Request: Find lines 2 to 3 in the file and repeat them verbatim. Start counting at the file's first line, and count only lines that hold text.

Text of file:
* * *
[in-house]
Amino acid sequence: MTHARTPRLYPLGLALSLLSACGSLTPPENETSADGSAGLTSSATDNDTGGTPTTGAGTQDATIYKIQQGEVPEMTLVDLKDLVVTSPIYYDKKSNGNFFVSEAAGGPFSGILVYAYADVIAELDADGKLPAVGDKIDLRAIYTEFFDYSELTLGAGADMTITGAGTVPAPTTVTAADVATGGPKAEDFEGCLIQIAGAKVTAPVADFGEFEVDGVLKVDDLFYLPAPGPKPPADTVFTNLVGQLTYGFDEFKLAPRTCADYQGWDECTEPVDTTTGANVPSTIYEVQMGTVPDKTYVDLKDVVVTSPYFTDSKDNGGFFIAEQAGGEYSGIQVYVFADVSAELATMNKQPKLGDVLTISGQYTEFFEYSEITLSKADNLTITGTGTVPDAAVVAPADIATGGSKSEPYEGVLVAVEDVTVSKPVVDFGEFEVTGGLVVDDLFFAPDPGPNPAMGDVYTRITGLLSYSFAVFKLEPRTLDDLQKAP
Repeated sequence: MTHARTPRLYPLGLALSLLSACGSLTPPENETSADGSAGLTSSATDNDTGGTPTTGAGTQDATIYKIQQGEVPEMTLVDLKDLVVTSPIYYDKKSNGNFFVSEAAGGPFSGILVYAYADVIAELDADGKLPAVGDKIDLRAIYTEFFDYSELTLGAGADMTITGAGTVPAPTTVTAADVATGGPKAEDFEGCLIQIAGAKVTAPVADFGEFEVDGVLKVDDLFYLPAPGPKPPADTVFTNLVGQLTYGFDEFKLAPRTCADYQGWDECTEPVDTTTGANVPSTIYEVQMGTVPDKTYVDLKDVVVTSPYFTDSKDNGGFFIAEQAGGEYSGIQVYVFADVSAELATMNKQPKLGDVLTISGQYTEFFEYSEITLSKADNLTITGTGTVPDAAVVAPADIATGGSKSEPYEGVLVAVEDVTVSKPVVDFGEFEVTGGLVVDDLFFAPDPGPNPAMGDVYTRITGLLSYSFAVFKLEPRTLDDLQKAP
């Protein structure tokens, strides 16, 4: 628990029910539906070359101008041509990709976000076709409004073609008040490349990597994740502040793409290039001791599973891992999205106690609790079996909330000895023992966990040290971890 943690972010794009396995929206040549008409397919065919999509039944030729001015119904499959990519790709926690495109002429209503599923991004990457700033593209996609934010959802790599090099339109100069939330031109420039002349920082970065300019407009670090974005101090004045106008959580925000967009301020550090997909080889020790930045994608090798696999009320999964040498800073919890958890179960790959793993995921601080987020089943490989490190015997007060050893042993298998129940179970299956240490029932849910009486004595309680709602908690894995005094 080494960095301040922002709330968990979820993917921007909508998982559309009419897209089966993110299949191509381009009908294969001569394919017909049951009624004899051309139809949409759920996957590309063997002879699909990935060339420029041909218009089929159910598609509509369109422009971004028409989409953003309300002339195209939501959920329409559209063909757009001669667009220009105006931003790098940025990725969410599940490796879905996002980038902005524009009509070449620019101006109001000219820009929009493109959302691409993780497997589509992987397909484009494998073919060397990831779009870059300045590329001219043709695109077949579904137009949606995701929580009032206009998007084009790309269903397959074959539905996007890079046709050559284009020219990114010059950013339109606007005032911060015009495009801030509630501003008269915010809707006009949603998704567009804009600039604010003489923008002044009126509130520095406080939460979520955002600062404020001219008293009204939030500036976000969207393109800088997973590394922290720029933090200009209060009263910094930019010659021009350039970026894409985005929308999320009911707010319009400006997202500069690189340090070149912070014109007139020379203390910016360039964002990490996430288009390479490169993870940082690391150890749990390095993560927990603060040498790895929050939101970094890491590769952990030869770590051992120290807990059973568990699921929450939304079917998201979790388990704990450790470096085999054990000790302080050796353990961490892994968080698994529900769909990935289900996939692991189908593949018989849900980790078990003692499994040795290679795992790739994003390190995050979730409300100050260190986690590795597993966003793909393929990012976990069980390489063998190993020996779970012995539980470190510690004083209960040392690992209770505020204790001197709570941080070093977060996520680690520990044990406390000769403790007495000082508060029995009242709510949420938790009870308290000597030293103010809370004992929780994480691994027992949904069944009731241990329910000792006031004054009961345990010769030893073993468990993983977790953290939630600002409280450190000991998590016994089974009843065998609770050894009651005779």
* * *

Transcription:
Amino acid sequence: MTHARTPRLYPLGLALSLLSACGSLTPPENETSADGSAGLTSSATDNDTGGTPTTGAGTQDATIYKIQQGEVPEMTLVDLKDLVVTSPIYYDKKSNGNFFVSEAAGGPFSGILVYAYADVIAELDADGKLPAVGDKIDLRAIYTEFFDYSELTLGAGADMTITGAGTVPAPTTVTAADVATGGPKAEDFEGCLIQIAGAKVTAPVADFGEFEVDGVLKVDDLFYLPAPGPKPPADTVFTNLVGQLTYGFDEFKLAPRTCADYQGWDECTEPVDTTTGANVPSTIYEVQMGTVPDKTYVDLKDVVVTSPYFTDSKDNGGFFIAEQAGGEYSGIQVYVFADVSAELATMNKQPKLGDVLTISGQYTEFFEYSEITLSKADNLTITGTGTVPDAAVVAPADIATGGSKSEPYEGVLVAVEDVTVSKPVVDFGEFEVTGGLVVDDLFFAPDPGPNPAMGDVYTRITGLLSYSFAVFKLEPRTLDDLQKAP
Repeated sequence: MTHARTPRLYPLGLALSLLSACGSLTPPENETSADGSAGLTSSATDNDTGGTPTTGAGTQDATIYKIQQGEVPEMTLVDLKDLVVTSPIYYDKKSNGNFFVSEAAGGPFSGILVYAYADVIAELDADGKLPAVGDKIDLRAIYTEFFDYSELTLGAGADMTITGAGTVPAPTTVTAADVATGGPKAEDFEGCLIQIAGAKVTAPVADFGEFEVDGVLKVDDLFYLPAPGPKPPADTVFTNLVGQLTYGFDEFKLAPRTCADYQGWDECTEPVDTTTGANVPSTIYEVQMGTVPDKTYVDLKDVVVTSPYFTDSKDNGGFFIAEQAGGEYSGIQVYVFADVSAELATMNKQPKLGDVLTISGQYTEFFEYSEITLSKADNLTITGTGTVPDAAVVAPADIATGGSKSEPYEGVLVAVEDVTVSKPVVDFGEFEVTGGLVVDDLFFAPDPGPNPAMGDVYTRITGLLSYSFAVFKLEPRTLDDLQKAP